Like most English medieval parish-churches, St.Michael's Church
as we see it to-day is an accretion of structures from many centuries.
In the church, the Rogers guide-book and the fine series of ground plans
drawn by our Architect Felix Lander in 1948, provide detailed information
for the student; only a broad outline is set out here. The NADFAS survey
of St.Michael's completed a few years ago is another useful resource,
with notably good entries on, for instance, stained-glass windows. It
can be seen on application to the Parish Office.
St.Michael's Church pre-dates the Norman Conquest and, in common with the churches of
St.Stephen, and St.Peter, was always said to have been founded by Ulsinus, Abbot of St Albans
Abbey in 948AD. There is now some uncertainty about both the date and the Abbot, but there
seems no need to doubt that the three churches were built at about that time to receive pilgrims,
and to prepare them for their visit to the shrine of St.Alban within the Abbey. The three
churches, which still exist, stand on the three main roads into St Albans; and St Michaels lies
among the foundations of the old basilica (law-court) of Roman Verulamium, where Alban
was condemned to die. Bearing in mind that, in sending the first missionaries to Britain, Pope
Gregory had instructed them to build churches on important pagan sites, this can hardly be a
The first St Michael's Church is likely to have been a simple timber structure, but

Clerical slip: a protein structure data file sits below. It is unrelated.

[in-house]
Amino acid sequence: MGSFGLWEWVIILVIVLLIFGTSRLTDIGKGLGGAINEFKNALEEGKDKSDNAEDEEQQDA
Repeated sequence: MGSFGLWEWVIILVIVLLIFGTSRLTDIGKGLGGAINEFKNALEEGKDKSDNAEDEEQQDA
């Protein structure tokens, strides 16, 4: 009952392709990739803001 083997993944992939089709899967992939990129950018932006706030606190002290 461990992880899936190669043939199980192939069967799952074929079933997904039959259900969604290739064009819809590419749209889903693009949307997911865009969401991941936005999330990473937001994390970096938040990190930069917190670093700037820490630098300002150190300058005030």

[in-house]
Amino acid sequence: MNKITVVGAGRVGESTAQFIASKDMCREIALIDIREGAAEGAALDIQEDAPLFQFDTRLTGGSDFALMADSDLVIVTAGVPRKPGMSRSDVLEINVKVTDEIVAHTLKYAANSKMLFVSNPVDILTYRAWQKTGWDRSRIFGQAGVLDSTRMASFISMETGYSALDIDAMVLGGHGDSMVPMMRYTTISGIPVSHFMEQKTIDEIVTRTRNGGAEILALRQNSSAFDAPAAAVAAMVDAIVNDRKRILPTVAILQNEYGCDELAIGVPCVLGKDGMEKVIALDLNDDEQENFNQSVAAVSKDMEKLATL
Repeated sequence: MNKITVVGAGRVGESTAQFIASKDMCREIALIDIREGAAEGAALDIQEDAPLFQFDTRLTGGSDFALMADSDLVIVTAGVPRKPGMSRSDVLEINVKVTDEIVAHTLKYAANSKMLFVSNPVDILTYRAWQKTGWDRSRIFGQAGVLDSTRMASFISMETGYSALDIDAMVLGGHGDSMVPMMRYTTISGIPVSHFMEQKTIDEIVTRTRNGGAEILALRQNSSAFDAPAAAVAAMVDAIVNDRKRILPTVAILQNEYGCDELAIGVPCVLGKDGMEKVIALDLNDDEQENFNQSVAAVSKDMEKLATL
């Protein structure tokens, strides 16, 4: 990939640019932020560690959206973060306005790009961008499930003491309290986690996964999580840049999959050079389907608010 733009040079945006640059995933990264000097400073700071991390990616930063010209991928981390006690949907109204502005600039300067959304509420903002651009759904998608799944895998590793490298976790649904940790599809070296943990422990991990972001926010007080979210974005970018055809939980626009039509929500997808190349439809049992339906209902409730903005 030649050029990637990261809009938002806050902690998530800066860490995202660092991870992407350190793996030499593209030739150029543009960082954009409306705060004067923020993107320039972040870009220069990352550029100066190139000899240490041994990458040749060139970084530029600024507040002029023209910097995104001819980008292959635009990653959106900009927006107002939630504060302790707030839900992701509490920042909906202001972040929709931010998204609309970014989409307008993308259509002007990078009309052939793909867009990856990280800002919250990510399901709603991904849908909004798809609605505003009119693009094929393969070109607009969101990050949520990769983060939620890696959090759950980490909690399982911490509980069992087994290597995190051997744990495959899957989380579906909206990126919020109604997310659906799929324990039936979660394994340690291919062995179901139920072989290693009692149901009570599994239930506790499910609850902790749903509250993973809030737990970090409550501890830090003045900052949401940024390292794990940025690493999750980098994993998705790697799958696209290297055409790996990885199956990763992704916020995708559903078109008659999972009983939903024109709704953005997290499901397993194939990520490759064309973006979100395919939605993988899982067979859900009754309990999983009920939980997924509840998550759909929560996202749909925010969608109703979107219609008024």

it was replaced soon enough (Chris Saunders suggests around 1000AD) by a more permanent
building in flint and brick taken from the ruins of Verulamium. The nave was a little
shorter than at present, and the Chancel was much smaller. The outline of window
openings in brick can be seen at a relatively low level inside the Nave and they can
also be made out from the later North and South Aisles, for these walls are the original
exterior walls of the 11th C church.
The addition of the side aisles with their lean-to roofs (early 12th C) blocked off
windows, and light had to be admitted to the interior of the church by new
high-level clerestory windows.
Access to the aisles was through new round-headed arches
simply cut through the original walls, and it will be seen that these arches are not
spaced evenly opposite each other through the length of the Nave. In the mid-13th C, the
need for yet more space within the church led to the building of the Lady Chapel to the
south-east, and this in turn blocked off the clerestory windows in the SE corner of the church. The handsome timber roof dates from the 15th C.
In more-or-less this form, St Michael's Church survived into the late 19th C, when the
indefatigable Lord Grimthorpe, owner of Batchwood Hall, not exhausted by his career as
lawyer, parliamentarian, clockmaker and saviour of St Albans Cathedral (as the Abbey Church
had become in 1877), turned his attention to St Michael's. At his own expense, he extended
the nave westwards and built the tower on the north-west corner of the church. Not
surprisingly, the clock is also Grimthorpe's work. Give or take the odd vestry, St.Michael's
to-day is very much as he left it.
For the visitor, the two most noteworthy objects within St Michael's Church are both
connected with our most famous parishioner, Sir Francis Bacon, 1561 to 1626, (see next page). Author, lawyer, statesman, philosopher and pioneer of the empirical method in
science, he inherited Old Gorhambury and its estate from his father. The Bacon
monument, possibly the work of Nicholas Stone, was erected to his memory by his devoted
secretary in 1630. Second only to this is the beautiful Elizabethan oak pulpit with its
tester and hour-glass. It is believed to have been removed from the Chapel at Old
Gorhambury. Parts of the house had been built in a hurry to receive Queen Elizabeth, who
made a number of visits, and it was allowed to decay into a ruin/eyecatcher when a new
mansion was built nearby in the late 18th C.
The Nave from the Font
Statue of Sir Francis Baconin the Chancel
The Lady Chapel